Over 60 industry and academic professionals attended the event. Keynote speaker, Pat Conneely of the Health & Safety Authority (HSA) provided the regulators view of major accident hazards on both COMAH and Non-COMAH sites. PM Group process safety specialists discussed digital technology, human factors in Industry 4.0 and toxic/asphyxiant gases.
“Industry 4.0 will drive changes in the process and life science industries in the coming years. The key message from the speakers was that process safety challenges will always be present, irrespective of evolving technologies in Industry 4.0. Human involvement will also continue to be a requirement,” said Brian Tiernan, event organiser and EHS Department Manager with PM Group - Cork.
Key take-aways from the presenters:
Pat Conneely, HSA - Major accident hazards on both COMAH and non-COMAH sites
- Do sites have adequate layers of protection in place to protect against any new risks presented by Industry 4.0 designs?
- Accidents can still happen even after Quantitative Risk Assessment/HAZOP assessment.
- The HSA seek assurance that sites know what can go wrong, what systems are in place to prevent it going wrong and what assurance can operators give that the systems are working?
- In 2020, key topics of focus of HSA inspections may include pressure vessels, PED and ATEX, out of hours procedures and shelter in place.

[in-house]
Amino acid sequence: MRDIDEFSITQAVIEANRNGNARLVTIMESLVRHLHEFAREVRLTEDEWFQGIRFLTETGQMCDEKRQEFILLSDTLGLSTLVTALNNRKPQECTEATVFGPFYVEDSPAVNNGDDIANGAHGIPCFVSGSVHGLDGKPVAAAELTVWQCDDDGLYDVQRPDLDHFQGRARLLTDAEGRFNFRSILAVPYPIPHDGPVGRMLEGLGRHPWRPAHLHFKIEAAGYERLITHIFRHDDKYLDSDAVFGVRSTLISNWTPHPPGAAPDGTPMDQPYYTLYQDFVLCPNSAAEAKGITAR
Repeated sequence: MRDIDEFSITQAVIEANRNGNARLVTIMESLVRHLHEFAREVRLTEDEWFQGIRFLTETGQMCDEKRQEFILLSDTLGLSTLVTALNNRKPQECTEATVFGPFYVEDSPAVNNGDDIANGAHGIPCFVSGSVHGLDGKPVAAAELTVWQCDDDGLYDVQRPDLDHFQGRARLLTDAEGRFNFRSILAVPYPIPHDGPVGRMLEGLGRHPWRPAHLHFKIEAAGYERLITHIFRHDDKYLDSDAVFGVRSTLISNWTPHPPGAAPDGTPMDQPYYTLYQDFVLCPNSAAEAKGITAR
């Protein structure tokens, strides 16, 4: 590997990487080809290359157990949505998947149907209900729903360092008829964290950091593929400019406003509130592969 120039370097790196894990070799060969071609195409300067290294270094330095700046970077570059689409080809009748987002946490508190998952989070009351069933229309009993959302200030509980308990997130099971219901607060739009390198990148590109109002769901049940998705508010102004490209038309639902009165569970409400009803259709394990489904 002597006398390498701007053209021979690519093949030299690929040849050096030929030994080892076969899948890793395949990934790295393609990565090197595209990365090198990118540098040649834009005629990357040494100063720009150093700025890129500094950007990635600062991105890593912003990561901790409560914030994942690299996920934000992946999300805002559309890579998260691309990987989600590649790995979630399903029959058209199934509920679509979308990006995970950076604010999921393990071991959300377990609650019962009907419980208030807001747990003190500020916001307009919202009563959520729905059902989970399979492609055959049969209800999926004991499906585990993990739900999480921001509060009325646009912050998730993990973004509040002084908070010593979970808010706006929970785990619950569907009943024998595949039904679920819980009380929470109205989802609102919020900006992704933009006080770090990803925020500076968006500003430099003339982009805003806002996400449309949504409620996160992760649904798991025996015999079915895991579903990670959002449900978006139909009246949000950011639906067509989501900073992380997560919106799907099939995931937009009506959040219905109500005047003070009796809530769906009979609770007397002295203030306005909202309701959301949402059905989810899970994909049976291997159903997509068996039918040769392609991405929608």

Pat Swords, PM Group - Can digital technology improve process safety?
- Improved automation offers significant safety advances. However, before we connect everything together, we should ‘look before we leap’ and possibly even take a step backwards before going forward.
- There is a new and quite comprehensive risk management framework available for cyber security. Before embarking on the process of connecting critical systems though, you should really consider whether you need all that connectivity in the first place?
Brenda Madden, PM Group - The role of Human Factors in Industry 4.0 process safety management
- Analysis of dangerous occurrences and loss of containment incidents at COMAH establishments reveals a wide range of Human Factor related underlying causes. These include poor operational and maintenance procedures, inadequate risk assessment and poor plant and process design amongst other factors.
- Process safety experience with Human Factors, particularly with COMAH establishments, can carry that learning forward to industry 4.0.
- Process safety professionals and individuals involved in process hazard analysis would benefit greatly from training in the human and behavioural sciences.
Mike Law, PM Group - Toxic / asphyxiant gases
- Do not assume that ventilation is equally effective in every part of a room. There may be ‘dead-spots’ where air movement is poorer and the risk of an asphyxiant zone is higher.
- Do not rely on oxygen depletion sensors for detecting toxic gas releases. Toxic gases are dangerous at levels far lower than the sensors alert level.
- If a room is dependent on a particular ventilation rate for adequate dilution of a gas leak, ensure that the rationale is captured and documented securely so that the rate cannot inadvertently be reduced in future.
Pictured above: L-R back row: Pat Swords, Mike Law, Brendan Madden, (Front) Pat Conneely, Brian Tiernan.